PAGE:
International Journal of Exercise Science 13(3): 1108-1119, 2020. Breast cancer survivors (BCS) experience treatment induced alterations in body composition including the loss of bone mineral density (BMD) and lean soft tissue (LST). These changes can affect the metabolism and the systemic inflammatory environment of BCS. Objective: To evaluate the differences in body composition, resting energy expenditure (REE), and inflammation in BCS and age-matched women without a prior cancer diagnosis (control). Methods: Seventeen post-menopausal BCS (stages 0-III; age: 59 ± 9 years) and 18 (59 ± 6 years) controls had their total body and regional (lumbar spine, femur, and forearm) BMD, LST and fat mass measured via DXA. REE was assessed via 35 minutes of indirect calorimetry. Serum concentrations of human C-reactive protein (CRP) were measured via ELISA to assess inflammation. Data were analyzed via ANOVAs. Results: There were no significant differences between BCS and controls in body composition, metabolic measures and CRP. However, when REE was adjusted for LST, the BCS had a significantly greater REE when compared to the controls (p = 0.015). Discussion: Our findings suggest that BCS that were on average five years into survivorship appear to have similar body composition, and CRP as age-matched women without a prior cancer diagnosis, but significantly different relative REE.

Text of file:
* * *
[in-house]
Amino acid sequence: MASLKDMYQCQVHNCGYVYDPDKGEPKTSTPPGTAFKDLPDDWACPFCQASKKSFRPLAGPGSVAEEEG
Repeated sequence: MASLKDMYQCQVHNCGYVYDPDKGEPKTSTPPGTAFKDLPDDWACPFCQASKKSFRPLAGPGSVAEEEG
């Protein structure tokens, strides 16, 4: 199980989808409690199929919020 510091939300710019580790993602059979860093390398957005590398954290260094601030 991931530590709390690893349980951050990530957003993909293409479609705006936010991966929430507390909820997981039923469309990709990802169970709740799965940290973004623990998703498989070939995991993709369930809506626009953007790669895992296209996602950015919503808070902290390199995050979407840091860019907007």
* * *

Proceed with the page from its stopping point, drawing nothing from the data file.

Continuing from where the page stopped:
Madzima, Takudzwa A. and Deaterly, Caroline D.
"Body Composition, Metabolism and Inflammation in Breast Cancer Survivors and Healthy Age-matched Controls: A Cross-Sectional Analysis,"
International Journal of Exercise Science: Vol. 13
3, Pages 1108 - 1119.
Available at: https://digitalcommons.wku.edu/ijes/vol13/iss3/12